The Best Thing Since Sliced Bread? Nope.

Trip Start Jun 04, 2011
1
28
47
Trip End Jul 26, 2011


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Flag of United States  , Missouri
Tuesday, July 5, 2011

Chillicothe, Missouri is the home of sliced bread. That's actually a pretty cool claim to fame... people seem to love sliced bread these days. I've grown up with sliced bread so I think bread in an uncut loaf is an exceptionally fresh novelty... I also think things from the 80's are cool... but hey, what comes around goes around. 

We took the scenic route which added a few (maybe 15) extra miles, but it got us off the highways and onto more scenic rolling country roads... a trade I will take every day. I think the rolling terrain is a lot of fun to ride; it is difficult to ride as a group though. 

Scott is gunning for the flat tire record. He ran over another nail today; this one fish-hooked through his sidewall and popped back out just above the rim. This all happened less than half a mile from the support stop so Dad, being the noble gentleman that he is, traded Scott bikes and waited while Pam from ABB fixed the tire on the side of the road so Scott could go and get some food. We all eat quite a bit of food, but those of you who know Scott know he needs to eat and loves to eat... a lot.

We were told that this route was through Amish country, but I barely saw any Amish. MO Amish don't hold a candle to our good old Ohio Amish. I only saw three horse drawn buggies (and fortunately never had to ride behind one).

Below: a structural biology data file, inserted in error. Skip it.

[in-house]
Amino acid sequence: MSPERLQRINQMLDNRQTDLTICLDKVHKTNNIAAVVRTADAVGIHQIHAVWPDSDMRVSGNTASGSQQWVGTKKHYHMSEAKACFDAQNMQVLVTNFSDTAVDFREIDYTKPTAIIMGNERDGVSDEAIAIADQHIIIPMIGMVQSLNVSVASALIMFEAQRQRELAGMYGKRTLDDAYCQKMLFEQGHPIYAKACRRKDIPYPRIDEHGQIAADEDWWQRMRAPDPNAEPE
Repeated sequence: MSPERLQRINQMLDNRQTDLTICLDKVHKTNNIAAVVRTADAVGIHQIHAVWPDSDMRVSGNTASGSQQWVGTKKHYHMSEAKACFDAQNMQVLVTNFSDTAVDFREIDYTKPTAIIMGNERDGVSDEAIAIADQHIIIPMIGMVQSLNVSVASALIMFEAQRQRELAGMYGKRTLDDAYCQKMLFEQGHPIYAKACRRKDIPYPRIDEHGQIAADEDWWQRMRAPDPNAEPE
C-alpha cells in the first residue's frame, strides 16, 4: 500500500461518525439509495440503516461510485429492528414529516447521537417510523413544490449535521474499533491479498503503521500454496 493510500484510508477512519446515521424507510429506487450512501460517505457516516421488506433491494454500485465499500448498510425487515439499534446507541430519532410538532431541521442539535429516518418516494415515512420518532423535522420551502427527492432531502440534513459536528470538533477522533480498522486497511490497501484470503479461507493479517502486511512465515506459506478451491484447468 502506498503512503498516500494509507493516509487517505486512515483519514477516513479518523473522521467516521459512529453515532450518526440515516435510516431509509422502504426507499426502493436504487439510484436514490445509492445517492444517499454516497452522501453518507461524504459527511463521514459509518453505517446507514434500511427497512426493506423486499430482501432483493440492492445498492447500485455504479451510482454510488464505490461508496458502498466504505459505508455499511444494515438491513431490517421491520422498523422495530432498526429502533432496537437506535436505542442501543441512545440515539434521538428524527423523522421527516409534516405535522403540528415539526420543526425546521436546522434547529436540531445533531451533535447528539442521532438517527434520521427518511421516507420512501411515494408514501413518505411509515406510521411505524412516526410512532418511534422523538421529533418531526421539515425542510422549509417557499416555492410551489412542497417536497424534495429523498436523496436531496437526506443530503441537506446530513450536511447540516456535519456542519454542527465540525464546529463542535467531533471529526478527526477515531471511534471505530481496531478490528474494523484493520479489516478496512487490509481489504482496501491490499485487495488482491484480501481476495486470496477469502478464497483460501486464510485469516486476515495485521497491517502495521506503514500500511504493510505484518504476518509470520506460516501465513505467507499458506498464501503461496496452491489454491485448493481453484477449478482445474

That's about it for Missouri. There's not much going on here. We're pretty settled into a routine and we're really looking forward to our day off in Indianapolis where we'll be able to see our family. 


Distance: 90.80 mi - 2,267.28 total
Time: 06:06:21 - 153:41:16 total
Elevation Gain: 2,599 ft - 75,358 total
Av. Speed: 14.9 mph - 14.8 overall
Av. HR: 127 bpm - 128 overall
Calories: 5,557 - 149,388 overall



Flat Tire Count:
Scott - 8
Stephen - 3
Mark - 2
Slideshow Report as Spam

Comments

Jay on

Buy Scott some Michelin Krylion tires. I have ridden up to 3000 miles on a pair, no flats. Carbon fiber reinforced. If he puctures those then he is a real talent in this area.

M. Hines on

Sliced bread was sold for the first time on July 7, 1928. Up until that time, consumers baked their own bread or bought it in solid loaves. Otto Frederick Rohwedder, a jeweler from Davenport, Iowa, had been working for years perfecting an eponymous invention, the Rohwedder Bread Slicer. He tried to sell it to bakeries. They scoffed and told him pre-sliced bread would get stale and dry long before it could be eaten. He tried sticking the slices together with hatpins, but it didn't work. Finally, he hit on the idea of wrapping the bread in waxed paper after it was sliced. Still no sale, until he took a trip to Chillicothe, Missouri, and met a baker who was willing to take a chance. Frank Bench agreed to try the five-foot-long, three-foot-high slicing and wrapping machine in his bakery. The proclamation went out to kitchens all over Chillicothe, via ads in the daily newspaper: "Announcing: The Greatest Forward Step in the Baking Industry Since Bread was Wrapped — Sliced Kleen Maid Bread." Sales went through the roof. Rohwedder not only gave Americans the gift of convenience and perfect peanut butter and jelly sandwiches, but he also provided the English language with the saying that expresses the ultimate in innovation: "the greatest thing since sliced bread."

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